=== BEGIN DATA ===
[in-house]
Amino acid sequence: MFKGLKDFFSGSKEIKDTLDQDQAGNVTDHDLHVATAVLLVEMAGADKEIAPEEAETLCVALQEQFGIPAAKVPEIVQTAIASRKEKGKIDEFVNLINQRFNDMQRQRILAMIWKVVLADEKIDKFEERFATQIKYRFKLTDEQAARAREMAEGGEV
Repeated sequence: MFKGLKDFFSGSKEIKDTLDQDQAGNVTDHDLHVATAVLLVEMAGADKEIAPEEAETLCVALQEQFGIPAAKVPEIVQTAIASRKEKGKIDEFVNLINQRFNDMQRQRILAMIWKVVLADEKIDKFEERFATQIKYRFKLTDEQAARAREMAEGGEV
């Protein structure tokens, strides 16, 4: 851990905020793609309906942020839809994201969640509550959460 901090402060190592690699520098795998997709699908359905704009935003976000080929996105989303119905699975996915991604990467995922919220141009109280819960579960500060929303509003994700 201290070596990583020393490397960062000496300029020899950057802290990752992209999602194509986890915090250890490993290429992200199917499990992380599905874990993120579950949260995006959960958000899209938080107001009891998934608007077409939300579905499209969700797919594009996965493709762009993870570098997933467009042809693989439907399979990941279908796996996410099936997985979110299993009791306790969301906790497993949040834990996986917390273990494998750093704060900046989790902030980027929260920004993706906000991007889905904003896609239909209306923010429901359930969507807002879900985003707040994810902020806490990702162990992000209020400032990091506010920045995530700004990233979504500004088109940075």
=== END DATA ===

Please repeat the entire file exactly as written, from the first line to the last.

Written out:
[in-house]
Amino acid sequence: MFKGLKDFFSGSKEIKDTLDQDQAGNVTDHDLHVATAVLLVEMAGADKEIAPEEAETLCVALQEQFGIPAAKVPEIVQTAIASRKEKGKIDEFVNLINQRFNDMQRQRILAMIWKVVLADEKIDKFEERFATQIKYRFKLTDEQAARAREMAEGGEV
Repeated sequence: MFKGLKDFFSGSKEIKDTLDQDQAGNVTDHDLHVATAVLLVEMAGADKEIAPEEAETLCVALQEQFGIPAAKVPEIVQTAIASRKEKGKIDEFVNLINQRFNDMQRQRILAMIWKVVLADEKIDKFEERFATQIKYRFKLTDEQAARAREMAEGGEV
């Protein structure tokens, strides 16, 4: 851990905020793609309906942020839809994201969640509550959460 901090402060190592690699520098795998997709699908359905704009935003976000080929996105989303119905699975996915991604990467995922919220141009109280819960579960500060929303509003994700 201290070596990583020393490397960062000496300029020899950057802290990752992209999602194509986890915090250890490993290429992200199917499990992380599905874990993120579950949260995006959960958000899209938080107001009891998934608007077409939300579905499209969700797919594009996965493709762009993870570098997933467009042809693989439907399979990941279908796996996410099936997985979110299993009791306790969301906790497993949040834990996986917390273990494998750093704060900046989790902030980027929260920004993706906000991007889905904003896609239909209306923010429901359930969507807002879900985003707040994810902020806490990702162990992000209020400032990091506010920045995530700004990233979504500004088109940075």